Organizations looking to modernize and automate application development and delivery with containers and other Dev/Ops tools find that streamlining workflows and centralizing data is key. Provisioning and consolidating heterogeneous workloads seamlessly with a data hub such as Pure FlashBlade can provide linear performance scalability, data availability, and protection during application development, testing, and delivery. In this blog, we’ll explain how private Docker Registry can co-exist with other software development workloads on FlashBlade, including data pipelines for Data Analytics, AI/ML.
What’s the Big Deal About CI/CD?
The Continuous Integration (CI) and Continuous Delivery (CD) process is important both for developing web and mobile apps and for connecting to Big Data and AI/ML data pipelines. DevOps methodologies not only enable agile software development – they also provide agile techniques in AI/ML and Big Data analytics environments to build, test, and deploy applications as part of the software delivery process.
One of the most common challenges for end-users, like data scientists, is to get a consistent platform with the right operating system, libraries, and tools to test during research and training. It’s no small task, for instance, for researchers and data engineers to create different prototypes and test purpose-built data pipelines for Kafka deployments in production.
Docker Images, Docker Registry, and DockerHub
A Docker Registry is the most common form of repository for storing and hosting Docker images, particularly the public Docker Registry, DockerHub. However, storing proprietary code that needs to remain private in a public setting presents certain challenges, as most of the publicly-hosted repositories do not have the ability to integrate with common development and test tools. DockerHub allows one free private repository. Additional cost applies if multiple repositories are required on DockerHub.
Containers like Docker allow data science teams to provision the required platform quickly, and then build new Docker images. The generated Docker images are saved on persistent storage – such as FlashBlade – so the images are protected and available at all times. These images are shared between teams and lines of business for different use cases. The underlying Docker containers are required to scale performance and capacity as needed, with Docker image sizes ranging from a few MBs to north of 1GB as more and more layers are added to the base image.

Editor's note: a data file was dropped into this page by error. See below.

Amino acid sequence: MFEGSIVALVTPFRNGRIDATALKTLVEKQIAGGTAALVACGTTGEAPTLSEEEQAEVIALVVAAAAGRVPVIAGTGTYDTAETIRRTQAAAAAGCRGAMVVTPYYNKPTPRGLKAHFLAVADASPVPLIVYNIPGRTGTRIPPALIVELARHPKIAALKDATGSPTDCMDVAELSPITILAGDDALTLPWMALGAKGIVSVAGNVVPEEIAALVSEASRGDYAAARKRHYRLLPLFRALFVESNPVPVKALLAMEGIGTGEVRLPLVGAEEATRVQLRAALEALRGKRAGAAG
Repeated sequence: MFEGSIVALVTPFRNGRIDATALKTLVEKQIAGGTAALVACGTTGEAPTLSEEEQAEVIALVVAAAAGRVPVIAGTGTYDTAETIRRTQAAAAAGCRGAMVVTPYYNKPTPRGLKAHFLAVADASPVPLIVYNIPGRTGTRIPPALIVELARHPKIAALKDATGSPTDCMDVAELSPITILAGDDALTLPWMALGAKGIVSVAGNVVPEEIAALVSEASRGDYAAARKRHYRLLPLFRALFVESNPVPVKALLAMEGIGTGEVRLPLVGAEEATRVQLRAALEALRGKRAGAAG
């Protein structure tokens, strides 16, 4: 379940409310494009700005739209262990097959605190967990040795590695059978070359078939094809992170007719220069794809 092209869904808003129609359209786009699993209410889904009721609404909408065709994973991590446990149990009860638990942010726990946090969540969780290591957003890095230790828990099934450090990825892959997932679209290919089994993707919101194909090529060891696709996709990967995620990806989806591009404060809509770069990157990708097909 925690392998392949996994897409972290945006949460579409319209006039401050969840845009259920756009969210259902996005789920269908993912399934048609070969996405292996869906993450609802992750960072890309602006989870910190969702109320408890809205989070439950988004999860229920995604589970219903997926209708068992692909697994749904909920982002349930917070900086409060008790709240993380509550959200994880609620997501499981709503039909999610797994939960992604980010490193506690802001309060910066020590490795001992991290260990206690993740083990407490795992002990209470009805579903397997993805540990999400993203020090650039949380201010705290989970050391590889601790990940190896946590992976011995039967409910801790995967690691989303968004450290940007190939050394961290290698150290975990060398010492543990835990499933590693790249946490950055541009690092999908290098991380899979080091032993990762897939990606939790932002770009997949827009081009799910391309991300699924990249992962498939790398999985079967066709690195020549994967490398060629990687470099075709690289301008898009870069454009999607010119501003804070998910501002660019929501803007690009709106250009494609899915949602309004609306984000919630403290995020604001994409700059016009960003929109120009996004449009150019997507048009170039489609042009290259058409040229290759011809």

Private Docker Registries Provide the Best of Both Worlds
Private Docker Registry version 2, configured on FlashBlade over NFS, delivers cost-optimized performance and data reduction alongside easy capacity scaling for hosting and distributing Docker images. Moreover, changes and updates from different teams to Docker images remain consistent with this configuration.
At first glance, flash may not be the least expensive storage option. But there are a few additional considerations that more than justify the cost of using flash. For instance, a unified flash-based data hub like FlashBlade reduces build and test cycles by up to 33% during the CI process, in which Docker images are pushed to a private Docker Registry. The Docker images are then pulled from the private Docker Registry in the CD process for A/B testing or Blue-Green deployments. In mid to large enterprises, push/pull operations on Docker images to and from a private Docker Registry can run into the 100s or 1000s per day. The all-flash power of FlashBlade handles this volume easily – with no performance impact, inline data reduction included.
Furthermore, as build and test cycles are reduced during the development and deployment process, applications can be consumed faster in other connected data pipelines, like Data Analytics and AI/ML. Using FlashBlade as a data hub to linearly scale performance and capacity for heterogeneous workloads not only enables data scientists and analysts to accelerate their workflows and pipelines – it drives the elimination of data silos.
As shown in the image above, there may be single or multiple build servers in a development environment where the build pipelines can be configured to push the new/updated Docker images to the private Docker Registry. End-users can manually or automatically (using Ansible playbooks) store and access Docker images from different development, test, and production (Kubernetes and/or Docker Swarm) clusters and collaborate across teams.
Ready to Jump Ship to Flash?
To summarize, a Docker Registry can be hosted in the public cloud or in private data centers and cloud environments. Privately hosted Docker Registries offer more control and tighter integration with different development and deployment tools of choice. To drive it all, a data hub like FlashBlade delivers persistent, high-performance, data reduction-enabled all-flash storage that’s cost-efficient and easily scalable.